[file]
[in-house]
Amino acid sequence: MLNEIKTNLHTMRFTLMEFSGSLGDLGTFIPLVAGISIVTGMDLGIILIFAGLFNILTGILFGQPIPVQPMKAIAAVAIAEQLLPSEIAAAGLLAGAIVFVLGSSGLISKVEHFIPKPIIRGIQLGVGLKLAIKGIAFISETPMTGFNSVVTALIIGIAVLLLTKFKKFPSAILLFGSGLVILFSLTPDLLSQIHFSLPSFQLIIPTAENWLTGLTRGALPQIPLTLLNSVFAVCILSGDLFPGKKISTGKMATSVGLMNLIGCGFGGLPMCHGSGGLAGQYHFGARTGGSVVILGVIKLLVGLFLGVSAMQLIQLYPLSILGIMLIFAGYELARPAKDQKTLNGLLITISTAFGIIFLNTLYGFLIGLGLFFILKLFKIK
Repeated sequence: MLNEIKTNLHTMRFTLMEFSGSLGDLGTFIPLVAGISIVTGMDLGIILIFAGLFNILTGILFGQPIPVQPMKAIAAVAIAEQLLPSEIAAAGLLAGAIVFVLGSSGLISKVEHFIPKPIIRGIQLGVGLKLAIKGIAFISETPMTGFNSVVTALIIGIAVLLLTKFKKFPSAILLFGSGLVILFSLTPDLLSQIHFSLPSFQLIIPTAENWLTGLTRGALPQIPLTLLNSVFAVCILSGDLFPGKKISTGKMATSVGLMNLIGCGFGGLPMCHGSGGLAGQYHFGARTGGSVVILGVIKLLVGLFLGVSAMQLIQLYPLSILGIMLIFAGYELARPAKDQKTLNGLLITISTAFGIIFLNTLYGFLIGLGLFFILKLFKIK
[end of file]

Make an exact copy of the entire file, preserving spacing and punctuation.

[in-house]
Amino acid sequence: MLNEIKTNLHTMRFTLMEFSGSLGDLGTFIPLVAGISIVTGMDLGIILIFAGLFNILTGILFGQPIPVQPMKAIAAVAIAEQLLPSEIAAAGLLAGAIVFVLGSSGLISKVEHFIPKPIIRGIQLGVGLKLAIKGIAFISETPMTGFNSVVTALIIGIAVLLLTKFKKFPSAILLFGSGLVILFSLTPDLLSQIHFSLPSFQLIIPTAENWLTGLTRGALPQIPLTLLNSVFAVCILSGDLFPGKKISTGKMATSVGLMNLIGCGFGGLPMCHGSGGLAGQYHFGARTGGSVVILGVIKLLVGLFLGVSAMQLIQLYPLSILGIMLIFAGYELARPAKDQKTLNGLLITISTAFGIIFLNTLYGFLIGLGLFFILKLFKIK
Repeated sequence: MLNEIKTNLHTMRFTLMEFSGSLGDLGTFIPLVAGISIVTGMDLGIILIFAGLFNILTGILFGQPIPVQPMKAIAAVAIAEQLLPSEIAAAGLLAGAIVFVLGSSGLISKVEHFIPKPIIRGIQLGVGLKLAIKGIAFISETPMTGFNSVVTALIIGIAVLLLTKFKKFPSAILLFGSGLVILFSLTPDLLSQIHFSLPSFQLIIPTAENWLTGLTRGALPQIPLTLLNSVFAVCILSGDLFPGKKISTGKMATSVGLMNLIGCGFGGLPMCHGSGGLAGQYHFGARTGGSVVILGVIKLLVGLFLGVSAMQLIQLYPLSILGIMLIFAGYELARPAKDQKTLNGLLITISTAFGIIFLNTLYGFLIGLGLFFILKLFKIK